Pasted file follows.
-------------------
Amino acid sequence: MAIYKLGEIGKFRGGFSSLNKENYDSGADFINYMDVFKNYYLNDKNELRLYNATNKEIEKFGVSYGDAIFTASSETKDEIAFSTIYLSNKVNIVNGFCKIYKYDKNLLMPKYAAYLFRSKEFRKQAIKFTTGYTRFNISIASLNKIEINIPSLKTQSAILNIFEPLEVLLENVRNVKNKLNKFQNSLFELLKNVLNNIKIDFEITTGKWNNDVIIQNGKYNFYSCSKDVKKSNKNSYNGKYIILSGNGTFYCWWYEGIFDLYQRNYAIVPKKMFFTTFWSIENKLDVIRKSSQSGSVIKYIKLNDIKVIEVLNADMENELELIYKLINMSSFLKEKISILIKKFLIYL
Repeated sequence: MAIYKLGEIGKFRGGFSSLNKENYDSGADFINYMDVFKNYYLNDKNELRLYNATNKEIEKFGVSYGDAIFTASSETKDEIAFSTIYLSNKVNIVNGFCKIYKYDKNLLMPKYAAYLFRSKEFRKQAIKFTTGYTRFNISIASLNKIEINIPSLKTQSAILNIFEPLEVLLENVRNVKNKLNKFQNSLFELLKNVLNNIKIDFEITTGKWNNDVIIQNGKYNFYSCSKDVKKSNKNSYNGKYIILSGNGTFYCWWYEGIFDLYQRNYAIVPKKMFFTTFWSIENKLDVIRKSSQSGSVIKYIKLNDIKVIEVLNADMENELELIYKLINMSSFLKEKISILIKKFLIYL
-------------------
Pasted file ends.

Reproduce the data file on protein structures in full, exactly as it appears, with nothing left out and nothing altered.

Amino acid sequence: MAIYKLGEIGKFRGGFSSLNKENYDSGADFINYMDVFKNYYLNDKNELRLYNATNKEIEKFGVSYGDAIFTASSETKDEIAFSTIYLSNKVNIVNGFCKIYKYDKNLLMPKYAAYLFRSKEFRKQAIKFTTGYTRFNISIASLNKIEINIPSLKTQSAILNIFEPLEVLLENVRNVKNKLNKFQNSLFELLKNVLNNIKIDFEITTGKWNNDVIIQNGKYNFYSCSKDVKKSNKNSYNGKYIILSGNGTFYCWWYEGIFDLYQRNYAIVPKKMFFTTFWSIENKLDVIRKSSQSGSVIKYIKLNDIKVIEVLNADMENELELIYKLINMSSFLKEKISILIKKFLIYL
Repeated sequence: MAIYKLGEIGKFRGGFSSLNKENYDSGADFINYMDVFKNYYLNDKNELRLYNATNKEIEKFGVSYGDAIFTASSETKDEIAFSTIYLSNKVNIVNGFCKIYKYDKNLLMPKYAAYLFRSKEFRKQAIKFTTGYTRFNISIASLNKIEINIPSLKTQSAILNIFEPLEVLLENVRNVKNKLNKFQNSLFELLKNVLNNIKIDFEITTGKWNNDVIIQNGKYNFYSCSKDVKKSNKNSYNGKYIILSGNGTFYCWWYEGIFDLYQRNYAIVPKKMFFTTFWSIENKLDVIRKSSQSGSVIKYIKLNDIKVIEVLNADMENELELIYKLINMSSFLKEKISILIKKFLIYL